Coral Burris, 68 years old, says she and her husband had three computers up and running, in addition to their cellphones, to successfully land appointments for their two Covid-19 vaccine doses near their Fort Pierce, Fla., home.
But others in their 55-plus community haven’t been as lucky. “It’s difficult, and I’m angry,” said Burris, who has been trying to help friends and neighbors register for vaccination appointments. “You need an email address. You need a computer. You need to get up at dawn to try to get appointments that are gone by 8 a.m. People are being left behind.”
The patchwork system of Covid vaccine signups and distribution has led to confusion and frustration in retirement communities and among vulnerable senior citizens across the country. These problems have been compounded by a lack of tech-savviness or resources among some senior populations.
While availability of vaccines will start to loosen up–top public-health officials have said that most of the public could be eligible for the vaccine as early as April–the signup process may still be complicated and exposed to bad actors.
Here are some tips if you want a Covid vaccine and are still searching:
John Phillips, 79, of Jersey City, N.J., worked with his wife to register on about a dozen websites in three states and make calls daily before landing an appointment this past week for his first vaccine dose at New York University’s Preston Robert Tisch Center for Men’s Health, where he is a patient.
“We were signing up and hustling every single day,” Phillips said, who added that he called nearly every retail pharmacy, doctor, health center, and hospital as far away as a three-hour drive to try to find an appointment. “You need to be this aggressive or it may not happen.”
Unless you have technology skills or can team up with tech-savvy friends or family to navigate the sign-up process, the Federal Trade Commission recommends starting with your state or local health department online or by phone, though not every state has a Covid hotline. Also, try your local doctor’s office or health insurance plan for directions and advice.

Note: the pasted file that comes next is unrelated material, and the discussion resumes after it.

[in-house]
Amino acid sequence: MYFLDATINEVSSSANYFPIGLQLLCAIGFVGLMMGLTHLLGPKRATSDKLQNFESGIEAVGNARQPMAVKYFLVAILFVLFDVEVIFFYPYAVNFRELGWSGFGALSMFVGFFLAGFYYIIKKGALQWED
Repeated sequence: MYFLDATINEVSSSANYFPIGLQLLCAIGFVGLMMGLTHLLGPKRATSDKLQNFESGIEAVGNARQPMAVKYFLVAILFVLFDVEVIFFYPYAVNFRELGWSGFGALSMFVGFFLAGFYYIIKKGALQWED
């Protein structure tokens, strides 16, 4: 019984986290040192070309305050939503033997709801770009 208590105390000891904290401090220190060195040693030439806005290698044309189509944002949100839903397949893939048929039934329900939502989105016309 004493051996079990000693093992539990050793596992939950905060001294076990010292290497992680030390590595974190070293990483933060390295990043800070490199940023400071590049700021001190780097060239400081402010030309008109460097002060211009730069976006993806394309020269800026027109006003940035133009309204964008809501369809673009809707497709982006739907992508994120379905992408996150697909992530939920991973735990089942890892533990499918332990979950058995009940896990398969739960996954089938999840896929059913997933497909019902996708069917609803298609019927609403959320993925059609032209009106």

For some, transportation is a barrier to getting the shot. But some localities have provisions, so it pays to check around if you do get an appointment and need a ride. New York City, for example, will provide up to 10,000 rides per week for seniors who make a vaccine appointment at a city-operated site.
Regulators and watchdogs say to be cautious of advertisements for vaccines received through social media platforms, email, telephone calls, or from any unknown or unsolicited sources. Some scammers will try phone calls, texts or emails with embedded links to try to get personal information out of unsuspecting vaccine seekers.
Unsolicited messages from Facebook Messenger, in particular, should raise red flags. Some fraudsters have used pages that copy someone’s friend and send messages mining personal data with a helpful-seeming link before the account is found to be fake, authorities have warned.
Also, be cautious about any marketers offering to sell or ship doses of the vaccine for payment, or if you are asked to pay out of pocket to get the vaccine or be added to a waiting list or get early access.
Health officials also warn at-risk groups against shopping for leftover doses in person. While a store or clinic may advertise last-minute, extra vaccine availability, it’s too risky to wait in line or go from store to store looking for a shot, they said.
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